There was also the memory problem, which Gold pondered was the worst thing. There were certain procedures and precautions which were a matter of debate aimed at alleviating this side-effect, which was spoken about in hushed tones with patients and family. Placing the electrodes in different spots and limiting the dose of electricity given had not in his experience made the slightest bit of difference. Patients were losing their memories. They didn’t lose all of it, but large chunks, usually of the period of treatment, the days of weeks of it, but also older memories were at risk. It seemed like a Faustian deal: to trade one’s memory for happiness.


Anyone who cared might have thought the doctor’s career had coasted a little with his long residence at Greentrees. He was soon to meet his fortieth birthday, he was still being stuck on more onerous on-call rotas alongside younger doctors in training, but he really seemed quite happy. Colleagues found him invariably cheerful, and if he had issues outside the hospital he never shared them on the job.

“He didn’t worry about stuff… He’d be the first to treat us to a round of drinks at the social club”, Dr Sachs remarked on reflection. “He had a motto about living for the moment – about not regretting the past and making the most of each day. He was a minor inspiration.”

A previous flat mate and fellow medic said one couldn’t always rely on Will to recall certain things, like names, or certain clinical bits about a patient. He kept a PDA (a portable data assistant) – a sort of an early smartphone without the phone. His PDA would be frequently consulted for lists of patients, that sort of thing. He was described as generally ‘jolly’.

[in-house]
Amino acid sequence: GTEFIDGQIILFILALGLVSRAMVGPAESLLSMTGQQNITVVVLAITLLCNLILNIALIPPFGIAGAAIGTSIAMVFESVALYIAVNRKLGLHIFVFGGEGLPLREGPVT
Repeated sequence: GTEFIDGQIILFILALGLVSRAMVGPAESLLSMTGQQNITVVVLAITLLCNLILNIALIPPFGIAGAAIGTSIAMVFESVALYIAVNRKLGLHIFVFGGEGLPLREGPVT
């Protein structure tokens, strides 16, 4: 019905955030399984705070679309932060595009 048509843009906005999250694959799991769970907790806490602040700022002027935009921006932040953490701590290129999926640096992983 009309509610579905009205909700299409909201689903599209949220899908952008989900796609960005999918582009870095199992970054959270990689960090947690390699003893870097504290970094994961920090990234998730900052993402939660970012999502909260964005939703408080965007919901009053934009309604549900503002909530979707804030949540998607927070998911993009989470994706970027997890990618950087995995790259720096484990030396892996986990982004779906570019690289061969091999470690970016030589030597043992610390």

Mary Mundy was wheeled out of the room, to Recovery next door, tended to by a nurse, and she was expected to wake soon, for her tea. The little train that the department was kept chugging along.

The next patient was a 37 year old City stock manager, his identity as some kind of banker drew muted discussion among the team. Michael Reid had endured some serious losses a glance at his personal history on file revealed. Divorce, loss of his business with a rogue partner walking away with half a million pounds, his troubles seemed to have multiplied, cancelling out his former success. Having lost so much it was difficult for anyone to resent his privileged background, his having become so ill. Looking over at humble Mary, daughter of a navvy, Gold thought how depression levels the class hierarchy. Mary was plagued by trauma too, and losses. She thought the world was going to end because everything she could recall of value to her had ended and come to loss. She remembered a murdered husband, and there was the trauma of a terrible ordeal of unlawful imprisonment pounding on her consciousness every day if not every hour. Mary was taken hostage with her husband by Palestinian terrorists twenty years previously; an Egyptian package holiday gone awfully wrong. That was on top of, Gold was able to recall reading, (his memory suddenly serving him well for a change) that she had been subject to abuse in her convent school by a series of Catholic priests, allegedly. This poor woman had, thanks to memory, to carry around all this with her like the proverbial millstone. Gold thought that it would be encouraging to see some signs of progress with Mary, with Mr Reid, with anybody going through the place for that matter. He usually struggled to recall details of a cohort like this. He reflected that, on agreeing with the Medical Director to cover ECT semi-permanently, he was going to be doing a lot of this over the next few months. He could get this lot on his PDA, could get some research published in a journal, then again, dream on.